By Dan Vergano, USA TODAY
Birds of a feather flock together, and so do dolphins that use sponges as tools, biologists report, a sign of dolphin "culture".
For centuries, philosophers have debated whether other species possess culture, begins the Nature Communications journal study led by Janet Mann of Georgetown University. "Whether non-human animals have at least rudimentary culture is contested, partly because scholars disagree on the definition of culture," says the study.
Chimps and crows use tools and appear to pass the knowledge on to others, seen by some researchers as a sign of animal culture. In the new study, Mann and colleagues decided to look at tool use among dolphins.
Nature Communications Read the study
"In Shark Bay, Australia, a subset of the community of Indo-Pacific bottlenose dolphins procure and wear basket sponges on their beaks while lightly scouring the seafloor for prey in deep channels. Sponging is the best-documented case of tool use by wild cetaceans and is unique among wildlife in that only a small subset of the population uses tools," says the study.
Only 55 dolphins among the ones in Shark Bay use sponges. They cap their snouts with the sponges to scour the seafloor for fish. Only calves of sponge-using dolphins becomes spongers, mostly female dolphins which range less widely than males.
But whether there really is a "sub-culture" of sponging among some dolphins is tough to prove, the study notes, as sponging is a solitary activity and the dolphins swim around in ways hard to track.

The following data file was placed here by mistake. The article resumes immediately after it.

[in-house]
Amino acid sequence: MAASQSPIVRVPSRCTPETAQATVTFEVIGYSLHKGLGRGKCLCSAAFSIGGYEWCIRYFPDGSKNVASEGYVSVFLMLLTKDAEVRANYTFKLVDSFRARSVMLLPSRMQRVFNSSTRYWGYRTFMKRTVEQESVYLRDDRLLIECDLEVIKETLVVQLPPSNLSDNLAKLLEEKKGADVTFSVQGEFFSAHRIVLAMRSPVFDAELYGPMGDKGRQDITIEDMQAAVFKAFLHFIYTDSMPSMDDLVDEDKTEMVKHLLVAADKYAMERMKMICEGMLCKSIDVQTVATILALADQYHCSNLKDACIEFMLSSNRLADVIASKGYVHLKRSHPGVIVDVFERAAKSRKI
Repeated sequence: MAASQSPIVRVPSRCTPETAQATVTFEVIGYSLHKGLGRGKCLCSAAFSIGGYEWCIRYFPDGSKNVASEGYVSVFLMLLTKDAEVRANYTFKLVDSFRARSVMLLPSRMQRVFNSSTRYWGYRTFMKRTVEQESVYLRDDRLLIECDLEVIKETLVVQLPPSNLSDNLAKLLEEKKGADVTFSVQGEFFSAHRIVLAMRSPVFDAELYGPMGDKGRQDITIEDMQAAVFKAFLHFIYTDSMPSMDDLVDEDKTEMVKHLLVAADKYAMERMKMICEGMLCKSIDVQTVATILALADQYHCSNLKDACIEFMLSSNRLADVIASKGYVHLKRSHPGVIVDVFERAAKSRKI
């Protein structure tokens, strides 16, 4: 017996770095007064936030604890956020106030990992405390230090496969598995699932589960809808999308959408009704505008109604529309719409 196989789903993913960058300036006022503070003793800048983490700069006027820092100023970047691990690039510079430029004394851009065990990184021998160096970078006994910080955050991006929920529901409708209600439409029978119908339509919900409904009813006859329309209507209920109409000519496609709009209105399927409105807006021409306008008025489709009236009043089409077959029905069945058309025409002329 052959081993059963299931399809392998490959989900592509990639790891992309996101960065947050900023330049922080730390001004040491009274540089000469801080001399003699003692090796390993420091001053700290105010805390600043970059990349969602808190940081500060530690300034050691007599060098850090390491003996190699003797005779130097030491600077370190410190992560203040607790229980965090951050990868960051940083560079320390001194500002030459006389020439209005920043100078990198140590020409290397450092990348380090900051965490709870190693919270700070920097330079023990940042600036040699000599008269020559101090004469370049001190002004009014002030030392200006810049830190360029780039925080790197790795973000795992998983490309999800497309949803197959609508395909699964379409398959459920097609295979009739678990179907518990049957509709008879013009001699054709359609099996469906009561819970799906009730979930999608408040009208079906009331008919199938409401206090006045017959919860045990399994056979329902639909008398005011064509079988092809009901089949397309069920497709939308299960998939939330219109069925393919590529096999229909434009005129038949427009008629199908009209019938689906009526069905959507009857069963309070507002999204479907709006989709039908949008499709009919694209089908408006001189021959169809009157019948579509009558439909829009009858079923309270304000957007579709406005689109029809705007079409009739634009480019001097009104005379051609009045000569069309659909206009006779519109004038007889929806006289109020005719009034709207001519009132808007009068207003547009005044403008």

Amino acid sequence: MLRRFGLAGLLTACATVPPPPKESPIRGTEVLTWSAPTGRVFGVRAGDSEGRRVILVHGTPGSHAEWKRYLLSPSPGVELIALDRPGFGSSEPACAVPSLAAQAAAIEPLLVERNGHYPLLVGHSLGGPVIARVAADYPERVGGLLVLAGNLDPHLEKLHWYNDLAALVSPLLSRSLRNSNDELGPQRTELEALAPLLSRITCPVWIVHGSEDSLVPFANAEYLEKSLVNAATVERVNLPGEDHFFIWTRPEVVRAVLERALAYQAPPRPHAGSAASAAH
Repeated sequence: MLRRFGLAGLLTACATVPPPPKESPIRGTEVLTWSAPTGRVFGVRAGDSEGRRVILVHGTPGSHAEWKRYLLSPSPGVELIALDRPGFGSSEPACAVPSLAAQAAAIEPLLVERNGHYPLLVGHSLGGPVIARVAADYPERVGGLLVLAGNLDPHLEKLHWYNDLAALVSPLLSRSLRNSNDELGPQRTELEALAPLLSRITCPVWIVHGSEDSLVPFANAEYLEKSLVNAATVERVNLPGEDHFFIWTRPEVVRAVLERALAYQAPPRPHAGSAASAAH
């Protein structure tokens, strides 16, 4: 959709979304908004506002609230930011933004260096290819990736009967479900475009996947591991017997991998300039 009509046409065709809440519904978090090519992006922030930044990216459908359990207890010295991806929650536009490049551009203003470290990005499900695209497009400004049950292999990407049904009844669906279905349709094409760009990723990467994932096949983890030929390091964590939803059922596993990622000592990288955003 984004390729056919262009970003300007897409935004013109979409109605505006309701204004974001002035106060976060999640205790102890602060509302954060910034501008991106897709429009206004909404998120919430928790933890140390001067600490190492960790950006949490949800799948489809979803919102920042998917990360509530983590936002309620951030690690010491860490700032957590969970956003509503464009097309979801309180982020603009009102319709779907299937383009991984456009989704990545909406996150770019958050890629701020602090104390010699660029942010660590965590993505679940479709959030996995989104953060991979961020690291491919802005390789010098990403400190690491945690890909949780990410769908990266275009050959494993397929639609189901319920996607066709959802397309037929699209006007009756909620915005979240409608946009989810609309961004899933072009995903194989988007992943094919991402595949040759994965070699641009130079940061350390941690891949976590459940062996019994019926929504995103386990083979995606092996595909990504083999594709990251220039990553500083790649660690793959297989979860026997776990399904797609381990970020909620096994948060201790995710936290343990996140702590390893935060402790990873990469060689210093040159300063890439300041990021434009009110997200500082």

So, Mann and colleagues created a social network of dolphins, measuring which ones flocked together in surveys, 14,651 collected from 1989 to 2010. Statistically, it appears they do:
"Spongers were more cliquish, had more sponger associates and stronger bonds with each other than with non-spongers. The significance of foraging homophily remained even after controlling for other factors that contribute to affiliation. These patterns are remarkable because spongers lead a relatively solitary lifestyle and have weaker ties with other dolphins than non-spongers do. Given that we included only non-spongers that are in the same habitat and had a very high chance of associating with spongers, our results are even more striking. The mutual interests of spongers seem to influence the nature of their social relationships. This is the first demonstration that a behaviour that is strictly vertically transmitted by a single parent serves an affiliative grouping function as well, thus meeting both criteria for culture. To date, no material subcultures have been identified outside of humans."
The study concludes that sponging appears to be a behavior transmitted mostly among three or four cliques of female dolphins in Shark Bay, more evidence for "culture" among dolphins.